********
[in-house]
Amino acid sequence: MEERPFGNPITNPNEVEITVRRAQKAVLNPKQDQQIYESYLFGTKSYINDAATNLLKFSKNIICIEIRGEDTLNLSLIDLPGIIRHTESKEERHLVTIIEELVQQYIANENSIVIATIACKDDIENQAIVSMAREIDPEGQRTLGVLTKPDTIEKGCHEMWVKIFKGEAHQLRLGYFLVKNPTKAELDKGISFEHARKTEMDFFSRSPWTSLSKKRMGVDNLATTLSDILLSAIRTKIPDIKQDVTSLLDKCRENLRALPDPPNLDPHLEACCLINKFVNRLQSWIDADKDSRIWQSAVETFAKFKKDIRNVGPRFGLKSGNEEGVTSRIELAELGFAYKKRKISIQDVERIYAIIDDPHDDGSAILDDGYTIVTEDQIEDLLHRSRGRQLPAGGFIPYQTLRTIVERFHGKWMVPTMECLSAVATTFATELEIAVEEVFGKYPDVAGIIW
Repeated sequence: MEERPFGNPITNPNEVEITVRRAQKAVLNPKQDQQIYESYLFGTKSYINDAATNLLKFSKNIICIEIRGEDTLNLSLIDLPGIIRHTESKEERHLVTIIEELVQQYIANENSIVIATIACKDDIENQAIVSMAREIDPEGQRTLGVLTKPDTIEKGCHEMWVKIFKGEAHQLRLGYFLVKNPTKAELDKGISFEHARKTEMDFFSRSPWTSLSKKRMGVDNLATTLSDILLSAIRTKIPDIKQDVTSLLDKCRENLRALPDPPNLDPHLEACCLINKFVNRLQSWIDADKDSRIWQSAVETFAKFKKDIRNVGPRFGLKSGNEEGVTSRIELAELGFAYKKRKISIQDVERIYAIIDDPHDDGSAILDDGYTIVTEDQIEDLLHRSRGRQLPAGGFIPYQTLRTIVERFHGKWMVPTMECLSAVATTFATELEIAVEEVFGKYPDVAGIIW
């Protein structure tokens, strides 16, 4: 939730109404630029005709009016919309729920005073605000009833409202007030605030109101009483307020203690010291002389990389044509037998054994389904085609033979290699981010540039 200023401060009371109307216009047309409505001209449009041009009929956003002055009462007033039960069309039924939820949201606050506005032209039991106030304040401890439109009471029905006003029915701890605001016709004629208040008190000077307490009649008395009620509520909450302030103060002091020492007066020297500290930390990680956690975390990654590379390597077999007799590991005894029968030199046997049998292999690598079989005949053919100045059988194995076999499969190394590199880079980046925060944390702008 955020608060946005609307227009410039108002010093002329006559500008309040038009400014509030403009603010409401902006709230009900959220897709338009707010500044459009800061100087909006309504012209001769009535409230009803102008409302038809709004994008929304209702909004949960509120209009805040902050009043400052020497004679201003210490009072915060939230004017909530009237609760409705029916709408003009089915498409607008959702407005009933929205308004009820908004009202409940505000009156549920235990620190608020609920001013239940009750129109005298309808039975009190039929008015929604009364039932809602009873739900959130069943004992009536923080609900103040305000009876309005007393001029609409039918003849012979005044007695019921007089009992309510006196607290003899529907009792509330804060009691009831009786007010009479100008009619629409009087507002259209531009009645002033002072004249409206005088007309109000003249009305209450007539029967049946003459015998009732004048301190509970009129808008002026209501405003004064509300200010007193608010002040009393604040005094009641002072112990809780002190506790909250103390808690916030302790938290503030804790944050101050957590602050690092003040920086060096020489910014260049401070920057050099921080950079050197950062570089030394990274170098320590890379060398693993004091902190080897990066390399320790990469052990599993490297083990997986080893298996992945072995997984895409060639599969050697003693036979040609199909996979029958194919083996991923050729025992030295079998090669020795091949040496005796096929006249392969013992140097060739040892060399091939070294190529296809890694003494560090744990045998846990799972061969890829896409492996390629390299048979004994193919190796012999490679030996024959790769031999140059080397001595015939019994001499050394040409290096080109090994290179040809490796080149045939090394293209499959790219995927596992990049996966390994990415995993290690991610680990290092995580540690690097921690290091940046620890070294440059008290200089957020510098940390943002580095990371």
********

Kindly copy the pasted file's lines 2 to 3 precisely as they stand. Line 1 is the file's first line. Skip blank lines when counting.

Amino acid sequence: MEERPFGNPITNPNEVEITVRRAQKAVLNPKQDQQIYESYLFGTKSYINDAATNLLKFSKNIICIEIRGEDTLNLSLIDLPGIIRHTESKEERHLVTIIEELVQQYIANENSIVIATIACKDDIENQAIVSMAREIDPEGQRTLGVLTKPDTIEKGCHEMWVKIFKGEAHQLRLGYFLVKNPTKAELDKGISFEHARKTEMDFFSRSPWTSLSKKRMGVDNLATTLSDILLSAIRTKIPDIKQDVTSLLDKCRENLRALPDPPNLDPHLEACCLINKFVNRLQSWIDADKDSRIWQSAVETFAKFKKDIRNVGPRFGLKSGNEEGVTSRIELAELGFAYKKRKISIQDVERIYAIIDDPHDDGSAILDDGYTIVTEDQIEDLLHRSRGRQLPAGGFIPYQTLRTIVERFHGKWMVPTMECLSAVATTFATELEIAVEEVFGKYPDVAGIIW
Repeated sequence: MEERPFGNPITNPNEVEITVRRAQKAVLNPKQDQQIYESYLFGTKSYINDAATNLLKFSKNIICIEIRGEDTLNLSLIDLPGIIRHTESKEERHLVTIIEELVQQYIANENSIVIATIACKDDIENQAIVSMAREIDPEGQRTLGVLTKPDTIEKGCHEMWVKIFKGEAHQLRLGYFLVKNPTKAELDKGISFEHARKTEMDFFSRSPWTSLSKKRMGVDNLATTLSDILLSAIRTKIPDIKQDVTSLLDKCRENLRALPDPPNLDPHLEACCLINKFVNRLQSWIDADKDSRIWQSAVETFAKFKKDIRNVGPRFGLKSGNEEGVTSRIELAELGFAYKKRKISIQDVERIYAIIDDPHDDGSAILDDGYTIVTEDQIEDLLHRSRGRQLPAGGFIPYQTLRTIVERFHGKWMVPTMECLSAVATTFATELEIAVEEVFGKYPDVAGIIW